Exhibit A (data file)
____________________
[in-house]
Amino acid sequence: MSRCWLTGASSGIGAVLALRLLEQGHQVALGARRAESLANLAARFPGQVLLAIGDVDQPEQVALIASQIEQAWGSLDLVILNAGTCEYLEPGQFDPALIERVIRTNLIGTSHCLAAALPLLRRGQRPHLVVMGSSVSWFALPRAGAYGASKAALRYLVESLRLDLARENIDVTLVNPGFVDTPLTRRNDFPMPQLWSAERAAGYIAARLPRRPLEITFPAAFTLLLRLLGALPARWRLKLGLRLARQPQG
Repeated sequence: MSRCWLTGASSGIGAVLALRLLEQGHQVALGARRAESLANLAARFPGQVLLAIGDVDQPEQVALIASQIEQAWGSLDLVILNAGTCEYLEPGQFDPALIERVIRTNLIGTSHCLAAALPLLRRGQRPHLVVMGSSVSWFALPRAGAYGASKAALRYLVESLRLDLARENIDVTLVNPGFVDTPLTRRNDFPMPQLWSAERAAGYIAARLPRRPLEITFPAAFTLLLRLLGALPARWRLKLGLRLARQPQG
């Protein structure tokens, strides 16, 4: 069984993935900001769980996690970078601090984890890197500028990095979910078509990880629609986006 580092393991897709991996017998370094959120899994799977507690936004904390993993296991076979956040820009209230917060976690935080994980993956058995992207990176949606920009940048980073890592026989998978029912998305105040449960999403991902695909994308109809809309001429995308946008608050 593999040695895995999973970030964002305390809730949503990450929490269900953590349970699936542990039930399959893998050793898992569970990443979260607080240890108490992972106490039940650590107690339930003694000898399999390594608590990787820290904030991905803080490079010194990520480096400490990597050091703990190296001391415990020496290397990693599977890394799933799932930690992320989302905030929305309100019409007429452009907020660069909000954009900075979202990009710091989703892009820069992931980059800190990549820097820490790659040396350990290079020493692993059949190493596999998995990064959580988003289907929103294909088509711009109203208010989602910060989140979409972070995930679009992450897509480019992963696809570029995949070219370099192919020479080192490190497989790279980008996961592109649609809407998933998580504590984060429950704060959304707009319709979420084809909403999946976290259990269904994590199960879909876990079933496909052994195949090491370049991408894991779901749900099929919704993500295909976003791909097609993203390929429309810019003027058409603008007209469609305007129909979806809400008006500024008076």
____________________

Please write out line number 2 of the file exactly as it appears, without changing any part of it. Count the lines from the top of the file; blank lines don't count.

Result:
Amino acid sequence: MSRCWLTGASSGIGAVLALRLLEQGHQVALGARRAESLANLAARFPGQVLLAIGDVDQPEQVALIASQIEQAWGSLDLVILNAGTCEYLEPGQFDPALIERVIRTNLIGTSHCLAAALPLLRRGQRPHLVVMGSSVSWFALPRAGAYGASKAALRYLVESLRLDLARENIDVTLVNPGFVDTPLTRRNDFPMPQLWSAERAAGYIAARLPRRPLEITFPAAFTLLLRLLGALPARWRLKLGLRLARQPQG